# Move penetrating OBB out of another OBB to resolve collision

I'm working on collision resolution for my game.

I just need a good way to get an object out of another object if it gets stuck. In this case a car.

Here is a typical scenario. The red car is in the green object. How do I correctly get it out so the car can slide along the edge of the object as it should.

I tried:

if(buildings.size() > 0)
{
Entity e = buildings.get(0);
Vector2D vel = new Vector2D();
vel.x = vehicle.getVelocity().x;
vel.y = vehicle.getVelocity().y;
vel.normalize();
while(vehicle.getRect().overlaps(e.getRect()))
{
vehicle.setCenter(vehicle.getCenterX() - vel.x * 0.1f, vehicle.getCenterY() - vel.y * 0.1f);
}
colided = true;
}


But that does not work too well.

Is there some sort of vector I could calculate to use as the vector to move the car away from the object? Thanks

Here is my OBB2D class:

public class OBB2D
{

// Corners of the box, where 0 is the lower left.
private  Vector2D corner[] = new Vector2D;

private Vector2D center = new Vector2D();
private Vector2D extents = new Vector2D();

private RectF boundingRect = new RectF();
private float angle;

//Two edges of the box extended away from corner.
private  Vector2D axis[] = new Vector2D;

private double origin[] = new double;

public OBB2D(Vector2D center, float w, float h, float angle)
{
set(center,w,h,angle);
}

public OBB2D(float left, float top, float width, float height)
{
set(new Vector2D(left + (width / 2), top + (height / 2)),width,height,0.0f);
}

public void set(Vector2D center,float w, float h,float angle)
{
Vector2D X = new Vector2D( (float)Math.cos(angle), (float)Math.sin(angle));
Vector2D Y = new Vector2D((float)-Math.sin(angle), (float)Math.cos(angle));

X = X.multiply( w / 2);
Y = Y.multiply( h / 2);

corner = center.subtract(X).subtract(Y);

computeAxes();
extents.x = w / 2;
extents.y = h / 2;
computeDimensions(center,angle);
}

private void computeDimensions(Vector2D center,float angle)
{
this.center.x = center.x;
this.center.y = center.y;
this.angle = angle;

boundingRect.left = Math.min(Math.min(corner.x, corner.x), Math.min(corner.x, corner.x));
boundingRect.top = Math.min(Math.min(corner.y, corner.y),Math.min(corner.y, corner.y));
boundingRect.right = Math.max(Math.max(corner.x, corner.x), Math.max(corner.x, corner.x));
boundingRect.bottom = Math.max(Math.max(corner.y, corner.y),Math.max(corner.y, corner.y));
}

public void set(RectF rect)
{
set(new Vector2D(rect.centerX(),rect.centerY()),rect.width(),rect.height(),0.0f);
}

// Returns true if other overlaps one dimension of this.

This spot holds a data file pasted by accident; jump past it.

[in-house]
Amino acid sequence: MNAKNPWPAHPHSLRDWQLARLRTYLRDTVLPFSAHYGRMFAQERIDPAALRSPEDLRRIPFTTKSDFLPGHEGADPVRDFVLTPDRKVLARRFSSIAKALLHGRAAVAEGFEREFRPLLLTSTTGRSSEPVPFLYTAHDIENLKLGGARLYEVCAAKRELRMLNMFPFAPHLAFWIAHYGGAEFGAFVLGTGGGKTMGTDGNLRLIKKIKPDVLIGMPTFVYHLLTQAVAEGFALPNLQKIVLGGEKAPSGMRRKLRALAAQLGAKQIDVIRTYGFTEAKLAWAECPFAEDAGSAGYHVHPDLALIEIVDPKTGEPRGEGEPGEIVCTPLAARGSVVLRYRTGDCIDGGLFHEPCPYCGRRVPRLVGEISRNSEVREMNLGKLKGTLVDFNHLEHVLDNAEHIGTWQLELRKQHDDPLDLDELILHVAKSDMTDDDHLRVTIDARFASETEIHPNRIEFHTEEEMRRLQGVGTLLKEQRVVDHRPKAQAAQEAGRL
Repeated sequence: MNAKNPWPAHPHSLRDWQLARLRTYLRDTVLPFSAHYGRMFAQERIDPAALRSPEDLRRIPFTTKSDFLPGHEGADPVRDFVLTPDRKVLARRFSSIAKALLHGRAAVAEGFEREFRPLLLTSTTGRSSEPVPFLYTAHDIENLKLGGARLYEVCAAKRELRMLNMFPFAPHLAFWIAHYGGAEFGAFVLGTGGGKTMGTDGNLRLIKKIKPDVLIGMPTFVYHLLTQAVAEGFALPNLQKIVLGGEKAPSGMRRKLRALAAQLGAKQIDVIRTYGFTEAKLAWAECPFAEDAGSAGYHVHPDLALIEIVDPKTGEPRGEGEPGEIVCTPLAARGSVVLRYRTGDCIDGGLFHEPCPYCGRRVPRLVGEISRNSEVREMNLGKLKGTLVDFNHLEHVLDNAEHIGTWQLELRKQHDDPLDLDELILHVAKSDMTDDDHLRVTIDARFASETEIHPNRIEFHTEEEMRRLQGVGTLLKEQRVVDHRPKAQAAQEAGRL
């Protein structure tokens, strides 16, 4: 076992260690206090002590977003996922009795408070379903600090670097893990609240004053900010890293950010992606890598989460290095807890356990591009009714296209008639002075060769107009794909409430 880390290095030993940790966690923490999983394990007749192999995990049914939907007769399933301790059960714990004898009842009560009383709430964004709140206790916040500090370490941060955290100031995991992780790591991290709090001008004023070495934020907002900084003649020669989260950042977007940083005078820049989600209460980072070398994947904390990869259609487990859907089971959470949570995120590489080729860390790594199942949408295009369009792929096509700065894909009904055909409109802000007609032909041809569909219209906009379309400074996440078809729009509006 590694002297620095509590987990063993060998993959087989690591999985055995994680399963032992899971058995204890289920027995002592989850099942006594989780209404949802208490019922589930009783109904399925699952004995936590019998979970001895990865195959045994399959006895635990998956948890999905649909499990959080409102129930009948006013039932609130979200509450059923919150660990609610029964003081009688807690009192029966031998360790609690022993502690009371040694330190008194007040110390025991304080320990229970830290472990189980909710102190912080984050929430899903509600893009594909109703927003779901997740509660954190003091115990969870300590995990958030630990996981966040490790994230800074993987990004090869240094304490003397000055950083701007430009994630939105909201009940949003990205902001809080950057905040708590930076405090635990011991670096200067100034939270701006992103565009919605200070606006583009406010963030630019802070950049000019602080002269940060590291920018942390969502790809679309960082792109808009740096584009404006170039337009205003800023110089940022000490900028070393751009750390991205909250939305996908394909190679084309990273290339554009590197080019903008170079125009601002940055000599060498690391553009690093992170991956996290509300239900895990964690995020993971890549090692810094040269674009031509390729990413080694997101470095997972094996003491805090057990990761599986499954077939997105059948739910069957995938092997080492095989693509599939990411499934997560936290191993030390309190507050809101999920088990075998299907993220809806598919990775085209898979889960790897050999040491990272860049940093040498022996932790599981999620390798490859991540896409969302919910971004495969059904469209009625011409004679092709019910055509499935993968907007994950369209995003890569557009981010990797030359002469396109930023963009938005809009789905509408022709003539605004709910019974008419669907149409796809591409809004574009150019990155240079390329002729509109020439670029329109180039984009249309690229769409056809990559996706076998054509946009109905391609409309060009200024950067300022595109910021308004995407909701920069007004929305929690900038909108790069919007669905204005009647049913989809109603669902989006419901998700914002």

private boolean overlaps1Way(OBB2D other)
{
for (int a = 0; a < axis.length; ++a) {

double t = other.corner.dot(axis[a]);

// Find the extent of box 2 on axis a
double tMin = t;
double tMax = t;

for (int c = 1; c < corner.length; ++c) {
t = other.corner[c].dot(axis[a]);

if (t < tMin) {
tMin = t;
} else if (t > tMax) {
tMax = t;
}
}

// We have to subtract off the origin

// See if [tMin, tMax] intersects [0, 1]
if ((tMin > 1 + origin[a]) || (tMax < origin[a])) {
// There was no intersection along this dimension;
// the boxes cannot possibly overlap.
return false;
}
}

// There was no dimension along which there is no intersection.
// Therefore the boxes overlap.
return true;
}

//Updates the axes after the corners move.  Assumes the
//corners actually form a rectangle.
private void computeAxes()
{
axis = corner.subtract(corner);
axis = corner.subtract(corner);

// Make the length of each axis 1/edge length so we know any
// dot product must be less than 1 to fall within the edge.

for (int a = 0; a < axis.length; ++a) {
axis[a] = axis[a].divide((axis[a].length() * axis[a].length()));
origin[a] = corner.dot(axis[a]);
}
}

public void moveTo(Vector2D center)
{

Vector2D translation = center.subtract(centroid);

for (int c = 0; c < 4; ++c)
{
}

computeAxes();
computeDimensions(center,angle);
}

// Returns true if the intersection of the boxes is non-empty.
public boolean overlaps(OBB2D other)
{
if(right() < other.left())
{
return false;
}

if(bottom() < other.top())
{
return false;
}

if(left() > other.right())
{
return false;
}

if(top() > other.bottom())
{
return false;
}

if(other.getAngle() == 0.0f && getAngle() == 0.0f)
{
return true;
}

return overlaps1Way(other) && other.overlaps1Way(this);
}

public Vector2D getCenter()
{
return center;
}

public float getWidth()